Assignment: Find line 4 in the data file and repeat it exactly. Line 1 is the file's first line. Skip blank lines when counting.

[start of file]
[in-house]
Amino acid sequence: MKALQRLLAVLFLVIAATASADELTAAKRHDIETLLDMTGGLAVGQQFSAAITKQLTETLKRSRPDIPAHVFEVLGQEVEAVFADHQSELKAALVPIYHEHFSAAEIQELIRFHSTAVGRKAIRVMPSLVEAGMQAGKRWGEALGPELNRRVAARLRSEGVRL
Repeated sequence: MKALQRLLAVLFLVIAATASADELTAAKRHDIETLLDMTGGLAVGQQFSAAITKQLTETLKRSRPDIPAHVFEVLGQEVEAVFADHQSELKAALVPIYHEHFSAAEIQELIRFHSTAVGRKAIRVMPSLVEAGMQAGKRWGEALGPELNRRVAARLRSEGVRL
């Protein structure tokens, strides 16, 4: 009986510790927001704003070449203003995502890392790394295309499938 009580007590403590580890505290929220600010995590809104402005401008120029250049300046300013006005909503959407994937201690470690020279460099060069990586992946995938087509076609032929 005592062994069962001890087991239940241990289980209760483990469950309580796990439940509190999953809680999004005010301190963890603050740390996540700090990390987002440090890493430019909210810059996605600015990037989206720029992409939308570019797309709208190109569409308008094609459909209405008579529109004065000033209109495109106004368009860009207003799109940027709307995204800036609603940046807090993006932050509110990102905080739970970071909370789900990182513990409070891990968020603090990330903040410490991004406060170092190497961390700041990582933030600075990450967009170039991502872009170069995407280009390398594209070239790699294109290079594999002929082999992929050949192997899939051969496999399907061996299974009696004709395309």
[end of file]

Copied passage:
């Protein structure tokens, strides 16, 4: 009986510790927001704003070449203003995502890392790394295309499938 009580007590403590580890505290929220600010995590809104402005401008120029250049300046300013006005909503959407994937201690470690020279460099060069990586992946995938087509076609032929 005592062994069962001890087991239940241990289980209760483990469950309580796990439940509190999953809680999004005010301190963890603050740390996540700090990390987002440090890493430019909210810059996605600015990037989206720029992409939308570019797309709208190109569409308008094609459909209405008579529109004065000033209109495109106004368009860009207003799109940027709307995204800036609603940046807090993006932050509110990102905080739970970071909370789900990182513990409070891990968020603090990330903040410490991004406060170092190497961390700041990582933030600075990450967009170039991502872009170069995407280009390398594209070239790699294109290079594999002929082999992929050949192997899939051969496999399907061996299974009696004709395309």